Earlier this month Auckland Council announced that the last three stages of the Wai Horotiu Queen Street Project – from Customs Street to Mayoral Drive – would be delivered in one cohesive design.
Today, 22 September, Aucklanders will see the detail of that design. Plans show how the city’s premier street will look, feel and function when the work is completed in September 2022.
The main feature of the design is substantially wider footpaths, giving all people on foot and on wheels designated spaces to ensure they co-exist safely.
From Shortland Street to Wellesley Street on the eastern footpath, the new layout enables:
- pedestrians to continue to use the existing footpath, closest to the shops, free of scooters, bikes and people moving quickly on foot.
- people using more active modes – described as ‘slow wheels and fast feet’ – to use a 3.5-metre multi-use path along the strip closest to the carriageway.
A tactile rim, contrasting colour, a change in paving texture, planting, street furniture and some surface signage will all delineate the multi-use path for the safe movement of slow cyclists, scooters and people moving quickly on foot, away from slower-moving pedestrians enjoying the shops and activities in the street.
Cyclists travelling fast will be expected to use the road.
Rachel de Lambert, landscape architect at Boffa Miskell, a member of Auckland Council’s Urban Design Panel and the peer review team for this project, says it aligns well with other progressive cities in an urban design sense.
“Positioning a dedicated pedestrian environment close to the shop frontages on the sunny, eastern side of the street and moving wheeled mobility to an area on the outer edge seeks to give people a more pleasant shopping experience. It also supports the flow into side lanes – such as Vulcan Lane and Durham Lane - and through site links.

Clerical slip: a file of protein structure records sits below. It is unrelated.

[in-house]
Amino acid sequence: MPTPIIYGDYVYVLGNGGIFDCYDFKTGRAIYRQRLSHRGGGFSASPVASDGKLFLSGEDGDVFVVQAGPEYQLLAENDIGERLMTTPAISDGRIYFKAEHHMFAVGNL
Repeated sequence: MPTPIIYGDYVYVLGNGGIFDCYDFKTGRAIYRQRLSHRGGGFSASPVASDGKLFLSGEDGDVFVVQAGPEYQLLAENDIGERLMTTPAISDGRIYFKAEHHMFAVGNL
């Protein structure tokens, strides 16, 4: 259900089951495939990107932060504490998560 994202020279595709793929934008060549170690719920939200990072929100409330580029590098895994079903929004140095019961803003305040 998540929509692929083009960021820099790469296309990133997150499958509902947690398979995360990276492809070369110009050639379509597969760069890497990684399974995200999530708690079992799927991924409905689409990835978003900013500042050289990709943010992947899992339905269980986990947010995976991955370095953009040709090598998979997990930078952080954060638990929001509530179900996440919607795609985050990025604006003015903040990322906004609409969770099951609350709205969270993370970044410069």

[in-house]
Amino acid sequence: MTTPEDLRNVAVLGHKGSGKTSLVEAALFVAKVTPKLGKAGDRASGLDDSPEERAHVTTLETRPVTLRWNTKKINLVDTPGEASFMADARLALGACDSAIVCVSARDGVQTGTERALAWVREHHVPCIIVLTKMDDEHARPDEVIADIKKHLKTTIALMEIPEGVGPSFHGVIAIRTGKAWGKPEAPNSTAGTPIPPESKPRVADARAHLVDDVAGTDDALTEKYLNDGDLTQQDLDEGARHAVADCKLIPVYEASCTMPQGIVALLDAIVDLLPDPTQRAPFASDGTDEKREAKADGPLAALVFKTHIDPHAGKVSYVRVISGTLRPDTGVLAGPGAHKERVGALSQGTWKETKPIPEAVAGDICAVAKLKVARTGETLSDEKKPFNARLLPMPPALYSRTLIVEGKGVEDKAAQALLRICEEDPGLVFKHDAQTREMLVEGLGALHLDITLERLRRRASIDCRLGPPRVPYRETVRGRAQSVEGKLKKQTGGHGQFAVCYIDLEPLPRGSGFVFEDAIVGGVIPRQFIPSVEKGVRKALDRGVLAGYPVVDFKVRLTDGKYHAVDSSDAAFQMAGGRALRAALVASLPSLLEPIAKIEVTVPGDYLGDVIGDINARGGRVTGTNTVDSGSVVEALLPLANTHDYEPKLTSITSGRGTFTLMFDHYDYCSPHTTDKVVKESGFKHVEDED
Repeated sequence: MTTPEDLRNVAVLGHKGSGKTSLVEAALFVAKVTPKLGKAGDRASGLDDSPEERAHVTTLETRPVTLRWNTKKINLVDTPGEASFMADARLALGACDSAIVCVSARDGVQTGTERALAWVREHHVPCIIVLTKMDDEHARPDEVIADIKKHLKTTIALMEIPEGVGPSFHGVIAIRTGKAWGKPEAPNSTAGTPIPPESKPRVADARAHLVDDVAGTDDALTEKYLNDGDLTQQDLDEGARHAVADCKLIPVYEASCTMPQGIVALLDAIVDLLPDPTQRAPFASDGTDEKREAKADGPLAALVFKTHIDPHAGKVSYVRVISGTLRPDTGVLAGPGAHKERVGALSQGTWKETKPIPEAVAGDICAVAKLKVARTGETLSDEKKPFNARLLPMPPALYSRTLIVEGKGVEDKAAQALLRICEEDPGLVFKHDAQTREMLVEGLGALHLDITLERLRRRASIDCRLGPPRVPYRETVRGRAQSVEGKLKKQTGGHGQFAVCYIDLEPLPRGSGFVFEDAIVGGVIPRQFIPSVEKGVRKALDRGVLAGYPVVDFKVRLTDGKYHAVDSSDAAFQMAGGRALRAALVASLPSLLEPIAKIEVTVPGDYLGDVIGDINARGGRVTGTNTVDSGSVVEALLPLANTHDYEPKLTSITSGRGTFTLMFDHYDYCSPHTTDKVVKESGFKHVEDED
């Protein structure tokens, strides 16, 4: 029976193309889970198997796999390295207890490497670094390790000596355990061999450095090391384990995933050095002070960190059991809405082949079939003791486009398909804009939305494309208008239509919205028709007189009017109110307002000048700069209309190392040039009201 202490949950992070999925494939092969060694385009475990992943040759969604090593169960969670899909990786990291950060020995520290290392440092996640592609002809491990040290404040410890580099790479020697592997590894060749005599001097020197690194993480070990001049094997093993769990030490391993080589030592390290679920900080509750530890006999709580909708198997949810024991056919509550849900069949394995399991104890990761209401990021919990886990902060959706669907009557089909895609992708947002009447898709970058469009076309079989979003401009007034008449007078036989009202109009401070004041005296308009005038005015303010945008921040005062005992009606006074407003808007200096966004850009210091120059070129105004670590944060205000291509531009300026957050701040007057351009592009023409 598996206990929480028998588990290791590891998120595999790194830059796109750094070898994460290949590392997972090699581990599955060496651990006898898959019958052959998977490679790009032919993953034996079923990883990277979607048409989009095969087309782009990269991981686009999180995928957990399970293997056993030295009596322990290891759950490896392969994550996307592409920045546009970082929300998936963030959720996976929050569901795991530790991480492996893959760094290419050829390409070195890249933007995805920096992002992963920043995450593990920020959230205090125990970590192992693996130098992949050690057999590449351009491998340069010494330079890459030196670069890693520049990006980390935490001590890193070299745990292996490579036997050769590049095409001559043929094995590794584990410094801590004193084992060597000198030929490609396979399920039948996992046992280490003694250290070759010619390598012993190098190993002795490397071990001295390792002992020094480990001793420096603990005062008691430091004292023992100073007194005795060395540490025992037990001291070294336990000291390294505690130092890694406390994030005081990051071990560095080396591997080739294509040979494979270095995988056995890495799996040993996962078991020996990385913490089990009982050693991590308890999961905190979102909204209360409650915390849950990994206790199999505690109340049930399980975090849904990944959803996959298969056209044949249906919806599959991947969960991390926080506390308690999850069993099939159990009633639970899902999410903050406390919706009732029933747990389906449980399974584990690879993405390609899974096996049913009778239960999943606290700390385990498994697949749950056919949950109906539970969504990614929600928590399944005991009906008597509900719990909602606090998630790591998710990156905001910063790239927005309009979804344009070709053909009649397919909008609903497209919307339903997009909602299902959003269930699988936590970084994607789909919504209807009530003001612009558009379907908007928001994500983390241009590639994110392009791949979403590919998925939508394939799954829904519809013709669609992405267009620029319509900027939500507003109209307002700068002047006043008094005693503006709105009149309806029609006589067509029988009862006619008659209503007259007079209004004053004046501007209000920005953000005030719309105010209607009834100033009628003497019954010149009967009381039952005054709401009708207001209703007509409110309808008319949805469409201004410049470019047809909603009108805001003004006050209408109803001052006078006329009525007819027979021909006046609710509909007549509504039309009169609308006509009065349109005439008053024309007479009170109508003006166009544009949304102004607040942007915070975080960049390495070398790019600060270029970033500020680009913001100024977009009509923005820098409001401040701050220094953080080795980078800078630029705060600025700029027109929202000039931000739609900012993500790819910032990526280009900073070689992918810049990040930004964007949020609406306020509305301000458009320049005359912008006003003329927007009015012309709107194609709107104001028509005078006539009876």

“Managing the potential conflict between pedestrians and wheeled mobility is challenging the minds of urban designers around the world. Seeking to address it in this way in Auckland’s premier street, in my view, is a good solution,” she says.
The design gives Queen Street a distinctly green feel with planters filled with native plants creating an understory. Variation in the shape and materiality of planters will bring both consistency and textural variety to the streetscape.
The proposal will remove general car parking on Queen Street. Plans also show where the P5 and P15 loading zones/goods vehicle only loading zones will be placed along the street.
The northern section of Queen Street between Customs and Shortland Streets will be revisited later in the project, to achieve continuity.
The design documents revealed today also show how the Essential Vehicles Area (EVA) between Wellesley and Wakefield Streets – with two lanes in each direction – will work. The EVA is for buses, motorcycles, delivery and emergency vehicles, cyclists and scooters, but excludes private vehicles.
At the southern boundary of the EVA, four lanes will reduce to three between Wakefield Street and Mayoral Drive, allowing a pick-up and drop-off area outside the Town Hall.
Overall, the design gives more space for pedestrians to shop and linger, moving the Wai Horotiu Valley closer to the pedestrian-prioritised vision outlined in the City Centre Masterplan, which was unanimously endorsed by councillors in 2020.
Auckland Council Director of Infrastructure and Environmental Services Barry Potter says: “This will be in place until the CRL is completed and pending a future design which might include light rail. We will be constructing in a way that doesn’t dig up the road and allows us to change and remove materials and re-purpose them for future works,” he says.
The work will begin by the end of 2021, and by September 2022 the Wai Horotiu Queen Street Project will be complete.